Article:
Apple Blames Bar Bug for iPhone Reception Woes
Apple says it has discovered a flaw in iPhone software that makes the phone sometimes display more cellular service bars than it should. It's promised to fix the issue with a patch. However, some users claim that the real problem is hardware-based -- an antenna design flaw that degrades the signal when the phone is held a certain way -- rather than a misleading set of service bars.
07/02/10 11:46 AM PT
Apple stated on Friday that the reception problems many iPhone 4 users are complaining about are real -- and that they are caused by a faulty software algorithm.
"We have discovered the cause of this dramatic drop in bars, and it is both simple and surprising," reads a statement from the company. "Upon investigation, we were stunned to find that the formula we use to calculate how many bars of signal strength to display is totally wrong."
Apple is adopting AT&T's formula for calculating the number of bars that should be displayed to indicate signal strength. It will issue a free software update incorporating the new formula to iPhone 4 users "within a few weeks."
Still Crazy After All These Years
The problem has existed since the original iPhone was launched, Apple said. Therefore, the software update will also be available for the iPhone 3GS and iPhone 3G.
The original iPhone was launched back in 2007 and users have been complaining about spotty reception since. AT&T has borne the brunt of the complaints and has spent billions of dollars upgrading its wireless network as a result.
"I've been in plenty of places where my iPhone display shows five bars of signal strength and I get no reception," Maribel Lopez, principal analyst and founder of Lopez Research, told MacNewsWorld. She has an iPhone 3G.
Apple Fights a Rearguard Action
"We were surprised when we read reports of reception problems, and we immediately began investigating them," Apple's statement continues, despite admitting later in the statement that the problems have plagued every version of the iPhone.
"Gripping almost any mobile phone in certain ways will reduce its reception by one or more bars," Apple added. "This is true of iPhone 4, iPhone 3GS, as well as many Droid, Nokia and RIM phones."
Apple found that the formula it uses to calculate how many bars should be displayed to indicate signal strength "in many cases" mistakenly displays two more bars than it should for a given signal strength. In other words, an iPhone owner may see four bars when the signal strength is only equivalent to two bars, for example.
"We have gone back to our labs and retested everything, and the results are the same -- the iPhone 4's wireless performance is the best we have ever shipped," Apple said.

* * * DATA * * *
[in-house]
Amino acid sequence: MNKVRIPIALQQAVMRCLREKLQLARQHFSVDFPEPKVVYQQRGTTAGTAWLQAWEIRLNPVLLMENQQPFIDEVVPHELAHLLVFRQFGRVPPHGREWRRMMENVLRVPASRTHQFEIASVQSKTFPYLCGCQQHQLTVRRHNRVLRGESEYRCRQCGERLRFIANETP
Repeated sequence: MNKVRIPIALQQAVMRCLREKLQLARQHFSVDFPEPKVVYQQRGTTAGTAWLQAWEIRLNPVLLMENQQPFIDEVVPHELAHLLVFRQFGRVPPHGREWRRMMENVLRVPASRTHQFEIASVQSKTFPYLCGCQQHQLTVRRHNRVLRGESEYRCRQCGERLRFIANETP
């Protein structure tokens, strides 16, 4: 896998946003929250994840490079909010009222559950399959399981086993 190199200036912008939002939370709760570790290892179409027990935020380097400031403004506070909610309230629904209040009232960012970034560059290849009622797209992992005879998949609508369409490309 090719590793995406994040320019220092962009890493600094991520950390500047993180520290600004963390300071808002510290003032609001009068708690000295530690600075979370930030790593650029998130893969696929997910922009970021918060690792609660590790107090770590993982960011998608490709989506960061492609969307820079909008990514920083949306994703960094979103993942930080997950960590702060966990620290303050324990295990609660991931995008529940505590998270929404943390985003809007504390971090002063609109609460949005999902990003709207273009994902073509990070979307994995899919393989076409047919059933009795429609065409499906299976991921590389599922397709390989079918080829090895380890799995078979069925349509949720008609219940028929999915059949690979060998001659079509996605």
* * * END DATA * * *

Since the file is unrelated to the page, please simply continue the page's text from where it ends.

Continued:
"The reception for the iPhone 4 is much better than for the 3G," Lopez said. "Apple has made some improvements to the device."
It's Not All in Users' Minds
Given Apple's various responses to reports of reception problems with the iPhone 4, what should we believe? When reports of the problem first surfaced after the iPhone 4 went on sale June 24, Cupertino said users were holding the device wrong, according to Engadget.
Then on June 27, MacRumors reported that Apple Chairman and CEO Steve Jobs denied the iPhone 4 had reception problems. "There are no reception issues. Stay tuned," he apparently wrote in response to MacRumors reader "rfbandit."
Does Apple's statement this time that it's a software problem reflect what's really happening?
"I buy Apple's explanation," Carl Howe, director of anywhere consumer research at the Yankee Group, told MacNewsWorld.
Why didn't Apple use AT&T's algorithm in the first place? After all, AT&T is its exclusive carrier in the United States.
"Apple has a pretty strong opinion that no detail is so small and insignificant that it can't be improved by its applying some design to it," Howe explained. "This is one case where that detail refinement didn't work out."
Stevie Says Relax?
Jobs is known to occasionally respond directly to individual customers who send him email. The iPhone 4's antenna and reception issues have compelled many users to write in, and some of his apparent responses have fueled a small controversy.
The Boy Genius Report blog published an email exchange between one of its readers, J. Jason Burford, and a respondent who appeared to be Jobs regarding iPhone 4 antenna and reception problems. The exchange grew testy and ended with the writer claiming to be Jobs telling Burford, "Retire, relax, enjoy your family. It is just a phone. Not worth it."
Apple has since denied that Jobs was involved in this exchange; the Boy Genius Report then updated its posting with screenshots of the emails.
Separately, Apple and AT&T have been hit by several class-action lawsuits over the iPhone 4's spotty reception. The claims include allegations of negligence, intentional and negligent misrepresentation, defective design, fraud by concealment and breach of warranty.